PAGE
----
Anxiety can be super embarrassing, like two years ago when I had my first anxiety attack in seven years at work of all places. I was in a meeting that I ran out of because I thought I was going to die and didn’t want to do it in front of everyone (seems to be quite a private affair). Since I didn’t have a panic attack for so long it took me quite some time to understand what the hell was going on. Two hours later I was still panting into a paper bag, surrounded by security, when my boss found me and asked, “why didn’t you tell me you have these problems?” Good question, why not? He is a great guy so why, over a glass of wine, did I not tell him about my mental issues? Probably because it’s embarrassing and not a topic that you just throw out there. Even I, who cannot keep silent about anything (seriously nothing is safe with me), used to tell very few people about my anxiety issues.
When you have a broken leg (I know, much used analogy) everyone can see that you have trouble getting around but mental illnesses are usually not visible. Except if you get to the paper bag stage of course. Mental Illnesses seem to be something that people just do not talk about. Or only when it’s about someone else. Like: “So and so got manic in India and thought he was God. In the end his parents had to go and get him.” “No really? That is insane!!” And yes, it is insane, it is an illness. Just as much, or more trouble, as a broken leg.
I think there are multiple reasons for this silence. Of course, it is totally fine to feel a bit depressed sometimes. Everyone has felt that, after a bad breakup, or on a gloomy day. But it is harder to understand for the “normal” people what a real depression would feel like. Or to understand how it is to have a panic disorder and out of nowhere feel like you will die, the world will come to an end and the loony bin is all that awaits you. Since we, or at least me, want to be understood when we tell others about our woes it can seem easier to just shut up.
Then there are the meds, another thing that is quite taboo. As soon as you mention the fact that you take an SSRI (selective serotonin reuptake inhibitor, also known as an antidepressant), or the fact that you sometimes need tranquillizers, two things usually happen. 1. You get judged (or feel judged) for not being able to handle life like everyone else does. 2. Everyone and I mean everyone has an opinion about these types of medication. Especially these days there are articles galore about the overuse of antidepressants, the side effects and the fact that just sports could help those who are unfortunate enough to have low serotonin levels. First of all, I do not like sports! Secondly, someone who is depressed and lying in bed, or someone who is anxious and afraid to leave the house is not very likely to go and spend the day in a gym.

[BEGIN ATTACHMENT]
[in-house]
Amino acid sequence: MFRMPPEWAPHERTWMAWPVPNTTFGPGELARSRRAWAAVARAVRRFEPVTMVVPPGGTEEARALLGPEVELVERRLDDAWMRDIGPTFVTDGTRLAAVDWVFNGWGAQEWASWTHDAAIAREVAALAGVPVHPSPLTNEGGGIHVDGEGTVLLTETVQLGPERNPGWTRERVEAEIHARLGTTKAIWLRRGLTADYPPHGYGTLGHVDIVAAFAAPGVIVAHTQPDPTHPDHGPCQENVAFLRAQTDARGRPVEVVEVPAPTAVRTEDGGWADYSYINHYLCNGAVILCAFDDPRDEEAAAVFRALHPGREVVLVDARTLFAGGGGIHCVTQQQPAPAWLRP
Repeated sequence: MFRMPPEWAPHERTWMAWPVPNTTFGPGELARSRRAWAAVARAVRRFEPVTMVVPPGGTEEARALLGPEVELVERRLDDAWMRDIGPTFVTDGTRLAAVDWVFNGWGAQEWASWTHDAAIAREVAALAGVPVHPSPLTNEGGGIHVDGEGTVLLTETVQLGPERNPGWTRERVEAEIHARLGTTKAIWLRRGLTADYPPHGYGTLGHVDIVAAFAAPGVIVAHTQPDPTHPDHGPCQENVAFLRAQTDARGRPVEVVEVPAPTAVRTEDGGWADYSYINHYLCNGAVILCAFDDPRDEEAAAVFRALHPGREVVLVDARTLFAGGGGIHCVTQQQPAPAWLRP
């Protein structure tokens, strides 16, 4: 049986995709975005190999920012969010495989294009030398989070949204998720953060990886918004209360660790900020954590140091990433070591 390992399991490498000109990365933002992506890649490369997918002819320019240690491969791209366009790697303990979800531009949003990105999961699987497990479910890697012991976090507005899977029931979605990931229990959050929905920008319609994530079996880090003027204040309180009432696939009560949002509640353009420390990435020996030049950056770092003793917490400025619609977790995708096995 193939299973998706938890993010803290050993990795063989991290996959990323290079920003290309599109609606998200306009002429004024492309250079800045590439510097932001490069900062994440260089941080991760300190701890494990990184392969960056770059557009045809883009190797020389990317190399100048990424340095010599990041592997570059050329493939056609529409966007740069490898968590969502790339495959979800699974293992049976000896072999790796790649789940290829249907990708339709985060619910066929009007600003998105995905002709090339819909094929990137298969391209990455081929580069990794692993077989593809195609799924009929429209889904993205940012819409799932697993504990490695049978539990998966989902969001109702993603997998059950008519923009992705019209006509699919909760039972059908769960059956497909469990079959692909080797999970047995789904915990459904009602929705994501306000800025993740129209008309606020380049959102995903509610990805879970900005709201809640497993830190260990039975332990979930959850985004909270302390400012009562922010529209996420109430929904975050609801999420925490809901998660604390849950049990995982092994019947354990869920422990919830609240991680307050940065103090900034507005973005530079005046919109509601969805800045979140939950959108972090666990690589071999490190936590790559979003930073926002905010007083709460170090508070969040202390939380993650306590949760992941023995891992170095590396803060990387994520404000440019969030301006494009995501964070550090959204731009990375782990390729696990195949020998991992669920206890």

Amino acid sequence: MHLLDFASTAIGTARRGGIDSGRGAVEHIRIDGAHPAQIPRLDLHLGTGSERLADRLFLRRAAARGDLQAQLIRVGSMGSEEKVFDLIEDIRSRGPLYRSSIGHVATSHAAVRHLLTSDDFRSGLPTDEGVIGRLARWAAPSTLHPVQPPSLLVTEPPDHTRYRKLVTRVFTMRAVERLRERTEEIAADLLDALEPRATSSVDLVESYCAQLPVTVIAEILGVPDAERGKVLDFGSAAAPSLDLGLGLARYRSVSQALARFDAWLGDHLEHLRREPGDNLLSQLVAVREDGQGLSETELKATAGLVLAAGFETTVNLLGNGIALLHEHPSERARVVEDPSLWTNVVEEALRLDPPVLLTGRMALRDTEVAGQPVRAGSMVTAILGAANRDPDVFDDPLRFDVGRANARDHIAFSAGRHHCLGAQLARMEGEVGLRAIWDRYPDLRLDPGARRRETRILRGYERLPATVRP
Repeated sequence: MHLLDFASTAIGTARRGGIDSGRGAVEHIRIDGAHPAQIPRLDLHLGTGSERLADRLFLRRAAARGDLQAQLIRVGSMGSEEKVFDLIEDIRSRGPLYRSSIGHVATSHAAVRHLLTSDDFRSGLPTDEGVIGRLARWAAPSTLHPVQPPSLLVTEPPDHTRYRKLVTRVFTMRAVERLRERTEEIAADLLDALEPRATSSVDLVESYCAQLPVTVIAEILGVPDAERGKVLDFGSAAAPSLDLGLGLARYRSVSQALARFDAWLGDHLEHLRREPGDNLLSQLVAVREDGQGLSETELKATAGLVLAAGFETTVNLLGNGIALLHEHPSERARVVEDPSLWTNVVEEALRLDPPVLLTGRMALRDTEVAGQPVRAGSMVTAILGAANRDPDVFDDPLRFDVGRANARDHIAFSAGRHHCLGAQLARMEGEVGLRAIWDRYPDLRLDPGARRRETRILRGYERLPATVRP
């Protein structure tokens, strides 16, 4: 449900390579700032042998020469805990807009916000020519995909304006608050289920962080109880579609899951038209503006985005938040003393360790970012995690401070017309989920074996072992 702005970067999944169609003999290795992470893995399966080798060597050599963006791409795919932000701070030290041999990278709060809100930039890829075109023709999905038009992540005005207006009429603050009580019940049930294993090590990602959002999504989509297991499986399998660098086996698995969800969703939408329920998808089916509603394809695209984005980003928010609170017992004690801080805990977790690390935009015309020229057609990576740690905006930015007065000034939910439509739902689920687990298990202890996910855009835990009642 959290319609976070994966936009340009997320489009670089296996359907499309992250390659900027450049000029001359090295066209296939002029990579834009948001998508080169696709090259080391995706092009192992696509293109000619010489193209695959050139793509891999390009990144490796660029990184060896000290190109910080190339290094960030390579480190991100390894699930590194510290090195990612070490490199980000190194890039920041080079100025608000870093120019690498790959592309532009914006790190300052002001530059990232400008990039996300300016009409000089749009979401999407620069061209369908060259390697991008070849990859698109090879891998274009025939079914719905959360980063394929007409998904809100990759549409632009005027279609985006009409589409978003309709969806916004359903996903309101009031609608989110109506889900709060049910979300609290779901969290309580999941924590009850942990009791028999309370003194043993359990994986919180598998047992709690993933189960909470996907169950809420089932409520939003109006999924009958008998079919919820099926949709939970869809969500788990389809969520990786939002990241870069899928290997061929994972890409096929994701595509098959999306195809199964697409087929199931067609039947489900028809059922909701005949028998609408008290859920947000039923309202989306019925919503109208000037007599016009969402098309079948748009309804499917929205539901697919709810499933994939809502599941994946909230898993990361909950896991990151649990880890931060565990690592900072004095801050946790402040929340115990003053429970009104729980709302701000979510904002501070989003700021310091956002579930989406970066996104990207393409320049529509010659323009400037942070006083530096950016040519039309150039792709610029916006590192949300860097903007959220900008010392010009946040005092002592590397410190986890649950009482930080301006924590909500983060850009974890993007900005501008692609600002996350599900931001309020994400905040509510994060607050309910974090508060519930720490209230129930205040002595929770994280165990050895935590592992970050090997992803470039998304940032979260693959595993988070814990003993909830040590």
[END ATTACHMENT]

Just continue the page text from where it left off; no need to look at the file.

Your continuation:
Of course, it also seems kind of crazy to me that about 800.000 people in the Netherlands take SSRI’s. That is a lot! But what is crazier is that you rarely meet someone who says: “Hey I take Citalopram because I am super depressed!” Or: “I’m about to take an Oxazepam, Lorazepam, whatever Pam right now, otherwise I will start hyperventilating and stop feeling my face”. With 800.000 people taking pills that should happen quite often. But no, it is way more likely to get offered a line of coke in the toilet at a random club. In Amsterdam, anyway.
Now I’m not advocating that everyone just shouts of the rooftop about their Mental Illnesses and use of Pills. But a bit more openness and understanding would be nice. Some people just need medication to have a life, and that is ok.
I am not saying that no-one wants to talk or understands. I am surrounded by people who understand, or try very hard to understand. And I cannot thank them enough! Because being a friend to someone with a mental illness offers a whole set of challenges. But that is something for another time.
Rant over! My apologies, quite embarrassing.